They flew from Malaysia’s Butterworth Air Base to conduct maritime surveillance in the North Indian Ocean and South China Sea as part of Operation Gateway, and from the Kadena Air Base in Japan to help enforce UN Security Council sanctions against North Korea under Operation Argos.
Defence also contributed to life-saving humanitarian efforts in the Pacific.
The ADF spearheaded the emergency response to Tropical Cyclone Harold in April, conducting relief flights that delivered supplies to Vanuatu and Fiji.
In August, HMAS Canberra and her helicopters located lost fishermen on a remote Micronesian island.
The ADF also conducted a virtual scoping activity for Nauru under Operation Render Safe – a longstanding initiative to remove unexploded World War II ordnance from South Pacific nations.
In 2020, ADF personnel continued to deploy in support of United Nations’ peacekeeping missions in the Middle East and Africa.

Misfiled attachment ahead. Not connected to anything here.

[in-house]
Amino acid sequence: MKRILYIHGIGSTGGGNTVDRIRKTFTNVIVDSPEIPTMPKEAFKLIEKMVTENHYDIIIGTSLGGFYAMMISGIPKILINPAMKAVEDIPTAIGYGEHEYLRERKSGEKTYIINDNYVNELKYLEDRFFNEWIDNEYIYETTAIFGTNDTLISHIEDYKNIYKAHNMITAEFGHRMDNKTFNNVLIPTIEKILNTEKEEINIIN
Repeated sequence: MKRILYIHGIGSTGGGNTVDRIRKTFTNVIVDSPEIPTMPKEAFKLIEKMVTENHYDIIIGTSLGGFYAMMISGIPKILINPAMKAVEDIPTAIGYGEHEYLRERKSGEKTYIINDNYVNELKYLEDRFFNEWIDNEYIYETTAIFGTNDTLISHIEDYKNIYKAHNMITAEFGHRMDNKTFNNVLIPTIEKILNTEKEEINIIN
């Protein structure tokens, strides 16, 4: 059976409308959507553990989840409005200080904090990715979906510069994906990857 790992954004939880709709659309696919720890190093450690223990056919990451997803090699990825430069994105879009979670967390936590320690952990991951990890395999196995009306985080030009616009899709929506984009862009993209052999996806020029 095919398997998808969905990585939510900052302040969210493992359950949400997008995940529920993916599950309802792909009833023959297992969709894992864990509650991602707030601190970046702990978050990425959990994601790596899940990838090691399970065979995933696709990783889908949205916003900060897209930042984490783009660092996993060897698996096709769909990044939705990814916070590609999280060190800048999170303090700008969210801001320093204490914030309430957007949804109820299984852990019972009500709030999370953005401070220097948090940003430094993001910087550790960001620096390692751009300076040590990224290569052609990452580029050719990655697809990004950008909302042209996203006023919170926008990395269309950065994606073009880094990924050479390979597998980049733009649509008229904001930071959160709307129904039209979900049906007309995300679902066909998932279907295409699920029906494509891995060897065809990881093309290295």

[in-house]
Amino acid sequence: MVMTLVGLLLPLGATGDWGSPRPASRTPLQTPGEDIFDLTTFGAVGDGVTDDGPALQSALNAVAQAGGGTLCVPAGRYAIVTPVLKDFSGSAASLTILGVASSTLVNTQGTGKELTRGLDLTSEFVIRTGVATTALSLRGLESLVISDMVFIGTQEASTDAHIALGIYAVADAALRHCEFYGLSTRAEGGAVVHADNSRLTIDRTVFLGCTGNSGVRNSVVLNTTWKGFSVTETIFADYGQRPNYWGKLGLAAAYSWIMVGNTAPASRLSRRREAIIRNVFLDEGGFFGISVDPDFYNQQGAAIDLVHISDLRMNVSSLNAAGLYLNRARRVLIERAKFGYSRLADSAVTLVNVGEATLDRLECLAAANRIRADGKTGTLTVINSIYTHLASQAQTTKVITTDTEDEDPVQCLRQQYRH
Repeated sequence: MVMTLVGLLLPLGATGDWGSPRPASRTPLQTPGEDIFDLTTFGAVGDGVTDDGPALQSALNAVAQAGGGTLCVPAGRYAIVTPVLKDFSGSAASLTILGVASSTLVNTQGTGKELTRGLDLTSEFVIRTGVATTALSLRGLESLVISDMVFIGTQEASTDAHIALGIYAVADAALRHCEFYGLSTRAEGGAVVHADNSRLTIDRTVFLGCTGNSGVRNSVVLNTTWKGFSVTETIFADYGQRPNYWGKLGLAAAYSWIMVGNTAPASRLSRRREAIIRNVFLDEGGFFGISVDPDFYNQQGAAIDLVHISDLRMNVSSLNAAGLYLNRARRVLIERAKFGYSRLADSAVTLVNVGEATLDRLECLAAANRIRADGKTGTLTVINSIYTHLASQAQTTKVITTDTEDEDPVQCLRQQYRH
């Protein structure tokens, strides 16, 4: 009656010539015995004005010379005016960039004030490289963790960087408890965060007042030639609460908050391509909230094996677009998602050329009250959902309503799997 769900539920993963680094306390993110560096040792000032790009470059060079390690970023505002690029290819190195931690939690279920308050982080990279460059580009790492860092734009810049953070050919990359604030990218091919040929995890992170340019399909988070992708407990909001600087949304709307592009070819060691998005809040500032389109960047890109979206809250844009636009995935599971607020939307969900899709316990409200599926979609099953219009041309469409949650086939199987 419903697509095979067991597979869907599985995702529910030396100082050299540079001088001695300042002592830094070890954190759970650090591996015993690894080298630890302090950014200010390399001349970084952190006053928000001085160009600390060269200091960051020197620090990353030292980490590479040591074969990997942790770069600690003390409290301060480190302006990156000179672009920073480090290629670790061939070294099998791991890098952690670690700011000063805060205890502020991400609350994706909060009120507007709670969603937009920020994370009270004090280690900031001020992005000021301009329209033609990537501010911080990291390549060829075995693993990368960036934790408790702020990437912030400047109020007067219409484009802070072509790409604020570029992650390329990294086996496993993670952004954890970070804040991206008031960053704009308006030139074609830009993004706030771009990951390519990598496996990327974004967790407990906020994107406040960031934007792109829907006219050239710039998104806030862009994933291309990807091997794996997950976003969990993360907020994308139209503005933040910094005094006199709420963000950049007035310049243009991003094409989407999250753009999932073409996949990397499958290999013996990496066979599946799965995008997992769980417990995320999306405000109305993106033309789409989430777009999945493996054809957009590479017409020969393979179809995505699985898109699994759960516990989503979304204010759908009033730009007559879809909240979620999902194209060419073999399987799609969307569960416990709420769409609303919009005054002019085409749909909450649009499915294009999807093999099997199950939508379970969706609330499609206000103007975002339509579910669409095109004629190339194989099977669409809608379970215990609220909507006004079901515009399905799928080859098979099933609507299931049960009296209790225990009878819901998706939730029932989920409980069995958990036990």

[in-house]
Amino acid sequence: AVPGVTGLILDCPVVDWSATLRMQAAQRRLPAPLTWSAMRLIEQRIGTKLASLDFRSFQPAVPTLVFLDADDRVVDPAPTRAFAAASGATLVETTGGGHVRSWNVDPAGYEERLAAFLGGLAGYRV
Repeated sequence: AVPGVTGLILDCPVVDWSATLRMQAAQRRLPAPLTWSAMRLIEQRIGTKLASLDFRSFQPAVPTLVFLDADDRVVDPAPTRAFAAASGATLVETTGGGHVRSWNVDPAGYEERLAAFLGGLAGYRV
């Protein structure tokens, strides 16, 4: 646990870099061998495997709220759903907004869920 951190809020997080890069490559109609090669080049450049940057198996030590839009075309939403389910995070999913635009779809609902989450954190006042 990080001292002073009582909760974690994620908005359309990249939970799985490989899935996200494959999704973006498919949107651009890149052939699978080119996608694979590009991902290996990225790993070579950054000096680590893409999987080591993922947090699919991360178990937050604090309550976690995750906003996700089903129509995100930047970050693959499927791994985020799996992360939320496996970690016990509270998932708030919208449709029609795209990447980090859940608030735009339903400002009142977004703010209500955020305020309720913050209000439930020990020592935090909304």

This included around 39 personnel across Operations Charter in Cyprus, Paladin in Israel and its bordering neighbours, Aslan in South Sudan, and Orenda which started in Mali.
In Egypt, almost 30 of our personnel contributed to the Multinational Force and Observers’ efforts towards the long-standing peace arrangements between Egypt and Israel as part of Operation Mazurka.
Across the broader Middle East region, about 600 ADF personnel deployed on Operation Accordion provided overarching support to Operations Highroad, Manitou and Okra, including communications, air mobility, movements support, and command and control.
In Afghanistan, as part of Operation Highroad, the ADF completed missions focused on mentoring and training Afghan forces – in Kandahar, and at the Afghan National Army Officer Academy in Kabul – complementing the progress made by the Afghan defence and security forces.